When I was at university, I was living in small rooms, moving regularly and only just delving into my knitting addiction. After some careful thought, a large laundry bag seemed like a great idea to keep my supplies in. It’s compact and squashable. A bit of a pain to find stuff in, but easy to move about and would sit at the end of my bed without taking up much space.

The Stash of Fabric

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Every once in a while, there’s a big sort out and it’s all organized by colour!

My mum read a great tip online a couple of years ago about how to store stash fabric, and it has done her well. Fold it around the cardboard used by comic book collectors and it is so much easier to organize and view. (If anyone knows where this tip originated, would love to be able to share the link.) The card isn’t terribly cheap, but once you use that piece of fabric, you can use the card again!

Works in Progress/Unfinished Objects

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The Liberty bag is one of my prized possessions.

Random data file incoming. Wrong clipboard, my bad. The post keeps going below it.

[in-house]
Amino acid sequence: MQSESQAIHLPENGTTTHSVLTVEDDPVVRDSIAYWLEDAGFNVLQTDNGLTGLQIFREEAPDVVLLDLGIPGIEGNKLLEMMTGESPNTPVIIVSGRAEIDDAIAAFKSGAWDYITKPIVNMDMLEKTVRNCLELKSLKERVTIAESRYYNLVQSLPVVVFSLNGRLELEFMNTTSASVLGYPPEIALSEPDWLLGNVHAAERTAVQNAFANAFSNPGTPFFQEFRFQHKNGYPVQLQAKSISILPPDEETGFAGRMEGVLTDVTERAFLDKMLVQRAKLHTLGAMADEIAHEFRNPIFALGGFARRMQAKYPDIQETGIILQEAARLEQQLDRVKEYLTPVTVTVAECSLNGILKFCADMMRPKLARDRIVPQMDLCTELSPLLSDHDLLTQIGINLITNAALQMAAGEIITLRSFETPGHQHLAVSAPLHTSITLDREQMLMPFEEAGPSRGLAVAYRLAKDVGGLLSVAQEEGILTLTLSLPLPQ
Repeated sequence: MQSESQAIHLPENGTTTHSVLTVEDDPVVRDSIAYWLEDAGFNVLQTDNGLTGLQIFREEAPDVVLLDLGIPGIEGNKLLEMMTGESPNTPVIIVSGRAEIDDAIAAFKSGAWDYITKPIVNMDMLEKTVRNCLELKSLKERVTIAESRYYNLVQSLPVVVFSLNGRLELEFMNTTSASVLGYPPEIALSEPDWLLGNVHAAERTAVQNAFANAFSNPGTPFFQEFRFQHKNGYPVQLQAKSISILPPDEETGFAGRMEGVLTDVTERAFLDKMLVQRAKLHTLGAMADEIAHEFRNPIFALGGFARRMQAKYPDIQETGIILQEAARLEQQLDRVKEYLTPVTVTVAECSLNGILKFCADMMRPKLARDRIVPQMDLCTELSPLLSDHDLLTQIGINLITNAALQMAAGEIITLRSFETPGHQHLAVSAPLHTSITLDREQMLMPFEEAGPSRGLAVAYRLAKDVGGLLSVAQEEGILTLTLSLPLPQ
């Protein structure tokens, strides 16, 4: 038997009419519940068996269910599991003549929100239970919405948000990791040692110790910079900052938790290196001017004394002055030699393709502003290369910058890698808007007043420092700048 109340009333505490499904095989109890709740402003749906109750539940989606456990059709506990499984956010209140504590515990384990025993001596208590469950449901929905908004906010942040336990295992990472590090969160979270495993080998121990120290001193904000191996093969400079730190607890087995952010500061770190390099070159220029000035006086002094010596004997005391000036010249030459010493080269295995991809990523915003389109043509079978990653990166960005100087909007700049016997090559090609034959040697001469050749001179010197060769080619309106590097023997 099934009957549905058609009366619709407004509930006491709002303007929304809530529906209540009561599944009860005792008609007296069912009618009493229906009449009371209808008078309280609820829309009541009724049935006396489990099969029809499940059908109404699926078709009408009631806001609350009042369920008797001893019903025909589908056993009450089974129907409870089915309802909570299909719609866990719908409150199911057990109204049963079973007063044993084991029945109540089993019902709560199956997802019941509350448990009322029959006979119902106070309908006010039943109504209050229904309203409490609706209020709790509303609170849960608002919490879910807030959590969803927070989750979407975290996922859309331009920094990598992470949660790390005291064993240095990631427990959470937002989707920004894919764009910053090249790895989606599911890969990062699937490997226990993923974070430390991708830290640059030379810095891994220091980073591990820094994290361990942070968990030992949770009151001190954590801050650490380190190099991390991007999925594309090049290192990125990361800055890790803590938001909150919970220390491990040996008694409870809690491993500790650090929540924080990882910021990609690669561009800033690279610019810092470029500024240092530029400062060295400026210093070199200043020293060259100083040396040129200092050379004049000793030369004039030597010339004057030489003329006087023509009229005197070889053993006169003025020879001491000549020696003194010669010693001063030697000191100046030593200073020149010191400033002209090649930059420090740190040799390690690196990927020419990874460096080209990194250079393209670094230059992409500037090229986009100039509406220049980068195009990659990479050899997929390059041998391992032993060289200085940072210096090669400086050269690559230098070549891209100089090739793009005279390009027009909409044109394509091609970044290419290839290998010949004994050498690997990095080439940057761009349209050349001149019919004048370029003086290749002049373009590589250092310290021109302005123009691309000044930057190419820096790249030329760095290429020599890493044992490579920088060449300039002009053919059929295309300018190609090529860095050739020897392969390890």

Getting distracted from your project by a new idea, it’s something I’m getting better at not doing, but I don’t think I’ll ever be completely innocent of it. How I stop myself getting to confused by returning to a project after 6 months is by keeping all of the yarn and notes and everything together in a nice plastic bag. Next step, I plan to buy some plain tote bags, which I can then make notes on in fabric markers to help me identify what’s occupying it.

Knitting Needles

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The vase would only have cost me about £2

At some point I decided there should be a home for my needles to return to, but I knew trying to organize them by size wasn’t going to happen. A moment of inspiration came and I decided to buy a vase to keep them in. This was only a cheap one to see if it was a worthwhile plan, and it turns out it was! I plan to buy a bigger, prettier one in the no too distant future.

Make it Pretty

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Storage being proudly displayed in the living room

A huge issue for me is having to go through a whole process to get out and put away something I use regularly, because I’m trying to keep it hidden. By spending an extra few pounds to make a storage feature a decorative feature, it could actually make the whole process of crafting much less frustrating.

Once everything’s done in the house, I’ll do a follow up post and let you all know how it turned out. But that may well not be for quite some time…